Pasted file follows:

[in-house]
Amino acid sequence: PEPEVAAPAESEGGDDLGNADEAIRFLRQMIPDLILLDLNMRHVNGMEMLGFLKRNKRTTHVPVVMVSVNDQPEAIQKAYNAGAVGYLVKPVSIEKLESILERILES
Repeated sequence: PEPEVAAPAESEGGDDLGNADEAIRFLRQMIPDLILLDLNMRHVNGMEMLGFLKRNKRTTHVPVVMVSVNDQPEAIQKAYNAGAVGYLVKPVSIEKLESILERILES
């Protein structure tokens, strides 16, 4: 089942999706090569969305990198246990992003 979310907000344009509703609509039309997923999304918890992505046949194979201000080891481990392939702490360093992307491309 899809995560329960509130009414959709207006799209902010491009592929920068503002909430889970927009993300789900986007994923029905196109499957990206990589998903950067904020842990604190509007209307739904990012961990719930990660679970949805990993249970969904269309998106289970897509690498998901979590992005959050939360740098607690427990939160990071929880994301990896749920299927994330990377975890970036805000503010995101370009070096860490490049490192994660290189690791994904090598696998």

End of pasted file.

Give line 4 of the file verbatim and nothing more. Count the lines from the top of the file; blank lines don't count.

């Protein structure tokens, strides 16, 4: 089942999706090569969305990198246990992003 979310907000344009509703609509039309997923999304918890992505046949194979201000080891481990392939702490360093992307491309 899809995560329960509130009414959709207006799209902010491009592929920068503002909430889970927009993300789900986007994923029905196109499957990206990589998903950067904020842990604190509007209307739904990012961990719930990660679970949805990993249970969904269309998106289970897509690498998901979590992005959050939360740098607690427990939160990071929880994301990896749920299927994330990377975890970036805000503010995101370009070096860490490049490192994660290189690791994904090598696998």